Horn: One of your partners is Amplify, formerly known as Wireless Generation. Their original product was the simple handheld device that teachers would use to listen to students reading and figure out where they were making mistakes. It sounds like in some ways you are now powering an automated solution for Amplify to be able to do that sort of work. Is that correct?
Scanlon: We’ve loved working with Amplify, who helped move literacy assessments from egg timers and pen and paper to palm pilots, allowing assessments to be done a lot quicker and easier for teachers. We believe that voice technology is the next step change in assessment. So when COVID hit, we wanted to do something together to help teachers right away. The voice-powered assessment tool Amplify built, powered by our voice technology, allows kids to read a passage so the system can assess each kid individually, and remotely if necessary, and share that data with their teachers. The feedback surfaced to teachers allows them to quickly go through the data, see the errors, and identify each child’s reading level and their potential learning loss throughout the pandemic. Voice technology is a game-changer because you can assess frequently while kids are practicing their reading. It doesn’t have to be a separate activity.
Horn: We see a lot of hype right now around having Alexas, Siris, and Google solutions in school classrooms. How does SoapBox Labs differ from the other approaches that are out there around voice technology?
Scanlon: SoapBox Labs is voice technology. Alexa, Siri, and Google are voice assistants, meaning they are built to serve a very particular need, which is to be a virtual assistant. While they are great for asking general knowledge questions and predictable commands, they’re not customizable to different content. They’re also not designed to do pronunciation or fluency or comprehension assessment. Voice technology is so much more than an assistant. Back in 2013 when we were starting, we were still having to educate people about why voice technology is important for education. From 2015 onwards, voice assistants’ prevalence broke open the markets and normalized voice technology, which really helped us.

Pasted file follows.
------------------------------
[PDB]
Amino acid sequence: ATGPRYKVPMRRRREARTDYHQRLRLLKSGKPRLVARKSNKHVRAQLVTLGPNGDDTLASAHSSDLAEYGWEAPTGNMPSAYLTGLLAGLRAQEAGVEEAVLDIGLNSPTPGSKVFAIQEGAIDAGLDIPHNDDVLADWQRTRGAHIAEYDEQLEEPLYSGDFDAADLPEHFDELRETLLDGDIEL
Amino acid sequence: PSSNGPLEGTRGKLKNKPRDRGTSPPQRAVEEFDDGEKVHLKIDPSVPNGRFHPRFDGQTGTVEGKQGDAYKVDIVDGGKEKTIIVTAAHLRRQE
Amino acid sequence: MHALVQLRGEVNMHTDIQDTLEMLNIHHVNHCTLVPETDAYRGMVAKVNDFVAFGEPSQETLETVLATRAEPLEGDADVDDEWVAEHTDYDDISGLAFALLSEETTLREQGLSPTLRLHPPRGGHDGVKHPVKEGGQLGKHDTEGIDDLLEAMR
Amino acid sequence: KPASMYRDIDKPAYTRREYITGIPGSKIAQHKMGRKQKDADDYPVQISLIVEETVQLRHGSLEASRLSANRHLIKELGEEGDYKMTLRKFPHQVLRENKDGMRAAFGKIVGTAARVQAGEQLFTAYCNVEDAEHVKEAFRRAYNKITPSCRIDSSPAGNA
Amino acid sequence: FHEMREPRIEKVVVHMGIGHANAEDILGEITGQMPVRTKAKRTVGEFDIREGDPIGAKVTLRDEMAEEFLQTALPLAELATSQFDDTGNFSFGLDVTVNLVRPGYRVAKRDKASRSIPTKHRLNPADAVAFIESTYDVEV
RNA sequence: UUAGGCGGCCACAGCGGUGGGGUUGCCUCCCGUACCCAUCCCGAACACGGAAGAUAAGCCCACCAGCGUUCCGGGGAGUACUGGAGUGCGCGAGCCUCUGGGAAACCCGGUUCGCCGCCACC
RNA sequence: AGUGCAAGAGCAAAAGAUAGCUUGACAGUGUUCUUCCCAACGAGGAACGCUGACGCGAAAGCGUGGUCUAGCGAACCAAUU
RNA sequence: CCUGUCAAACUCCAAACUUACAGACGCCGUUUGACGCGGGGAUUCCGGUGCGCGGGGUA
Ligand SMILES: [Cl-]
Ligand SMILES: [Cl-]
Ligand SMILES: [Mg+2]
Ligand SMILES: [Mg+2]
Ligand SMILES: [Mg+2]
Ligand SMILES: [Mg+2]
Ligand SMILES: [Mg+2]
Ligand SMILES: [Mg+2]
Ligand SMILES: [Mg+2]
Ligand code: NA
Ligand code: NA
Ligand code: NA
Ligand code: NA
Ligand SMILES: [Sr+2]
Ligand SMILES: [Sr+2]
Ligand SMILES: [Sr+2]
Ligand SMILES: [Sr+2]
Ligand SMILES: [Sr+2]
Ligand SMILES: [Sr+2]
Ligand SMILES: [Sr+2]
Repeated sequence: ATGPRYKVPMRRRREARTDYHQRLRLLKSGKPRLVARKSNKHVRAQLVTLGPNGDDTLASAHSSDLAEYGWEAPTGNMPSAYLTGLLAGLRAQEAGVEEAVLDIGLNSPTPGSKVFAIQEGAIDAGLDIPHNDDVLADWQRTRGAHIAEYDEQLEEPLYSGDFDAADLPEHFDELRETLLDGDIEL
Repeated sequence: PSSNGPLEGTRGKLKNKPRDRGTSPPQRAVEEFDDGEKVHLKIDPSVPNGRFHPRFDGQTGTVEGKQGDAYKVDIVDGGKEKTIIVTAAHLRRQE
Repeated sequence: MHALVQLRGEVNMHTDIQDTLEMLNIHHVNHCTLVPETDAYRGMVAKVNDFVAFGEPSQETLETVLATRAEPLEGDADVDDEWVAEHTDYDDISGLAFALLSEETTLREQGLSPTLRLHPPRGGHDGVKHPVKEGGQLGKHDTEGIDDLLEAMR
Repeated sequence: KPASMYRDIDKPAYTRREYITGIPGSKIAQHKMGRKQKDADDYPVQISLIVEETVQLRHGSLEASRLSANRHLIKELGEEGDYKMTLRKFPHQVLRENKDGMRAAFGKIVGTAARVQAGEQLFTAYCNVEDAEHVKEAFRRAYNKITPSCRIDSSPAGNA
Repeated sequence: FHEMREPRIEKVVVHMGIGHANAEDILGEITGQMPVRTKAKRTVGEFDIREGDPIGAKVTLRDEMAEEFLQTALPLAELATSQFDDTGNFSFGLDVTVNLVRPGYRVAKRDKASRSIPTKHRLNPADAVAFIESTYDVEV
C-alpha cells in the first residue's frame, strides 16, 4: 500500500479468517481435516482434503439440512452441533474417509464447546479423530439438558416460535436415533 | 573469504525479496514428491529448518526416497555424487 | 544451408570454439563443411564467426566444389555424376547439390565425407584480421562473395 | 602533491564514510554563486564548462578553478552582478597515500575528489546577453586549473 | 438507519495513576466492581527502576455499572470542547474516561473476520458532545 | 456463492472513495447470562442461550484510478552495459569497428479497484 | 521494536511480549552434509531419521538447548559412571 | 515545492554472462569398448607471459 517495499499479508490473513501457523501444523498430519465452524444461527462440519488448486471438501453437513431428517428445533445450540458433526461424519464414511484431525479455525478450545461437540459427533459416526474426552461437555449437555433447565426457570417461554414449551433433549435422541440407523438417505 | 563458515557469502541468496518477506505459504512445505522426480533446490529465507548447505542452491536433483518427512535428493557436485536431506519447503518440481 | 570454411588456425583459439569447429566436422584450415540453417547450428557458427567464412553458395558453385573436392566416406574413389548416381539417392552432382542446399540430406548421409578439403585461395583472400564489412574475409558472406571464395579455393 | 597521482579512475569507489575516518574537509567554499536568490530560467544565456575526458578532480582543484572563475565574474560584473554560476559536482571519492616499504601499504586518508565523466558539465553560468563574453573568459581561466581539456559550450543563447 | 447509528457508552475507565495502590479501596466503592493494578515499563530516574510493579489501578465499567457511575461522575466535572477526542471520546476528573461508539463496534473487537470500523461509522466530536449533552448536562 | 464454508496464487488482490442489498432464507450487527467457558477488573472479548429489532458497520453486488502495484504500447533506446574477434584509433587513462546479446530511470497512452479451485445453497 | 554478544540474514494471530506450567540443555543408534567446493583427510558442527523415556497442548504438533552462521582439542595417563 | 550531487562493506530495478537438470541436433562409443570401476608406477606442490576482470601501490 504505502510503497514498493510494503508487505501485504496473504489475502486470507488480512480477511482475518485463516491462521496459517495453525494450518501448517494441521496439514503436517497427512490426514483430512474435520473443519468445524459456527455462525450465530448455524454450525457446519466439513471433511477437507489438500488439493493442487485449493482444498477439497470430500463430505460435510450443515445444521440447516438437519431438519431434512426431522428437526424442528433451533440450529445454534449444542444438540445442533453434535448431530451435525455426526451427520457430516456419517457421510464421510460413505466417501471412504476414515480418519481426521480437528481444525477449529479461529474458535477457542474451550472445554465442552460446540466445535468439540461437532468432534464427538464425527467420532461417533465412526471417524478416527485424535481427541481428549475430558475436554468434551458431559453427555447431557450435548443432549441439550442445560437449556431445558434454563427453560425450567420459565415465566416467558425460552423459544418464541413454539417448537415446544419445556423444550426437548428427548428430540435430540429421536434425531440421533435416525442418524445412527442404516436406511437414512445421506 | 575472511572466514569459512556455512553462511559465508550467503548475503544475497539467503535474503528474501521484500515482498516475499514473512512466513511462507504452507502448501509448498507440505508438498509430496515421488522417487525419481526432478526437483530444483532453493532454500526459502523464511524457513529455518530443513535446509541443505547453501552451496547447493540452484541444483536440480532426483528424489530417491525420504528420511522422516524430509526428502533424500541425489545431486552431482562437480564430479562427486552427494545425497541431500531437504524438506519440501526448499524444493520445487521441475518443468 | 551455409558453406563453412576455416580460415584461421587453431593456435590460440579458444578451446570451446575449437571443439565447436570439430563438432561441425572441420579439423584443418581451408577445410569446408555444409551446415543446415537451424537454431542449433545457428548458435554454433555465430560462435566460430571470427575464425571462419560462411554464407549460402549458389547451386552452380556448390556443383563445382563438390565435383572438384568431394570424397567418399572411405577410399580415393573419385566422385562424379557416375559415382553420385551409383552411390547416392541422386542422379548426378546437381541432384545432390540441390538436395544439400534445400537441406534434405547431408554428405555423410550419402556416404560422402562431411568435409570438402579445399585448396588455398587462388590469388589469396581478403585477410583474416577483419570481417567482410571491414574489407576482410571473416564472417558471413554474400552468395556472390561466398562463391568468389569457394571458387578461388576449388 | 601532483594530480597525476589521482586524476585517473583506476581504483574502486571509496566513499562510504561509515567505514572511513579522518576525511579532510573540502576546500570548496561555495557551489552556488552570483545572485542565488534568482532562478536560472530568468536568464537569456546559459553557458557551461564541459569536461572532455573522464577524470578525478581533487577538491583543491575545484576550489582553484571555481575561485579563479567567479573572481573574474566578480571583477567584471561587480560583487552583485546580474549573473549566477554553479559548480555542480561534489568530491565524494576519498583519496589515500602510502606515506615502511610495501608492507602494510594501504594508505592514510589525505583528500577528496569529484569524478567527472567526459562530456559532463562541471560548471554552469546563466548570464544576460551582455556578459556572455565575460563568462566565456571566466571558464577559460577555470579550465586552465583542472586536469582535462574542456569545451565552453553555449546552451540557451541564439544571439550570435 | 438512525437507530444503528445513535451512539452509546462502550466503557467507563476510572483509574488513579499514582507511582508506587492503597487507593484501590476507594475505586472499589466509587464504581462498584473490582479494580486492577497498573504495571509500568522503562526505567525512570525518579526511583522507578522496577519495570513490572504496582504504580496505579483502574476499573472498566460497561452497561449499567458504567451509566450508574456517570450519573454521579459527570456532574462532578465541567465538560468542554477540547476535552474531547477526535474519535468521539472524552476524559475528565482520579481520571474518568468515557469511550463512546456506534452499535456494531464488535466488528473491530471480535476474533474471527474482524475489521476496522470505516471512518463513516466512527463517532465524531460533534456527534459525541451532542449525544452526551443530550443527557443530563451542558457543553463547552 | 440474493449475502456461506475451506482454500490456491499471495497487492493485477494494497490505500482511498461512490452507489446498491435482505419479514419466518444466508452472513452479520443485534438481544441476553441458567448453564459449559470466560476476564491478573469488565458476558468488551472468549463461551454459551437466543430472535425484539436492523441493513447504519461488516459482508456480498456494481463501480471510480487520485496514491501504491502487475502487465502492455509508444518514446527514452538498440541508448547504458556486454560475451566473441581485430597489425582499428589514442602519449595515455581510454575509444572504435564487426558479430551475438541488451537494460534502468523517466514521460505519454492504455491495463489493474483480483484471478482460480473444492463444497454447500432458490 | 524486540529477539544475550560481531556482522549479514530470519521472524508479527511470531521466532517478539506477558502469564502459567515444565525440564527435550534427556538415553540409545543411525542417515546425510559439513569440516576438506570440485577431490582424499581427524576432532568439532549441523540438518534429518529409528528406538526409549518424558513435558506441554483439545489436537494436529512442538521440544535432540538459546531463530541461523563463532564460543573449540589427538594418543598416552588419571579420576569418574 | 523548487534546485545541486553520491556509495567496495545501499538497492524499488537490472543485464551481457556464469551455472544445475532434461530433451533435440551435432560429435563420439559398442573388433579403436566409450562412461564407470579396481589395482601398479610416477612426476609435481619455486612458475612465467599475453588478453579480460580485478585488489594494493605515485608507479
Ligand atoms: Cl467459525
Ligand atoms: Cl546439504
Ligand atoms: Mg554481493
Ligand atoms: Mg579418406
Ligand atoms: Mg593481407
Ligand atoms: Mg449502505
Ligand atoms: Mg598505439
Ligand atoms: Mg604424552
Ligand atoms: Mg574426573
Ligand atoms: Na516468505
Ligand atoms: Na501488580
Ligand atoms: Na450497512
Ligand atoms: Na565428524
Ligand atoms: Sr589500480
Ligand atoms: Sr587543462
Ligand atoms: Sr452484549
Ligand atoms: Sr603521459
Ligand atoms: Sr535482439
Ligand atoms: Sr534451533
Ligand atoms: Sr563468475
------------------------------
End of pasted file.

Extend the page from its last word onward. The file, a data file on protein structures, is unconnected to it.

Horn: Sometimes people look at voice technology in education and it sounds like a nice gadget or something that’s simply nice to have. But as a teacher, maybe I wonder if I really need it. Can you talk more about why voice is actually core to learning?
Scanlon: Voice is the natural interface, and I think that’s really key. As voice technology accuracy improves over time, it makes sense that we should use our voices more and more. Most of us use technology and touchpoints throughout the day in which voice as an interface makes more sense, particularly for young kids who are pre-literate, where the alternative is buttons on screens and menu systems that they can’t read. So people have been trying to design around the fact that the child can’t read; now voice technology just cuts through all that. And then you can start having educational conversations with kids—“What’s two plus two?”, “How many legs does a horse have?”, etc. You can introduce vocabulary, you can introduce questions, they can listen to a story, and you can assess their understanding. The current voice-first generation doesn’t have the inhibitions we have around voice, so we can do that very rigorous assessment and it will unlock interaction.
Horn: What are you most concerned about as voice technology spreads in education applications? And what are you most excited about?
Scanlon: My concerns are that people will view voice technology as only voice assistants and deem it not that useful to them in the bigger education picture. The privacy aspect also has to be surfaced. Users want to know that kids’ data is secure and safe. Transparency in data usage is really key. We’d like to see this technology taken offline, and I think that’s very possible in the near future. If you think about all the use cases for a child—how many of them really need open access to the internet? They’re not ordering rideshare services or checking out sports scores. They are looking at content and having fun, engaging voice experiences. Such voice interactions do not always need to go to the cloud for processing. I think that’s where this technology is going in the future and that’s really exciting because then internet access will also be less of a barrier, in addition to addressing concerns around privacy. We can do this in a powerful and cost-efficient way, and that’s where you get scale.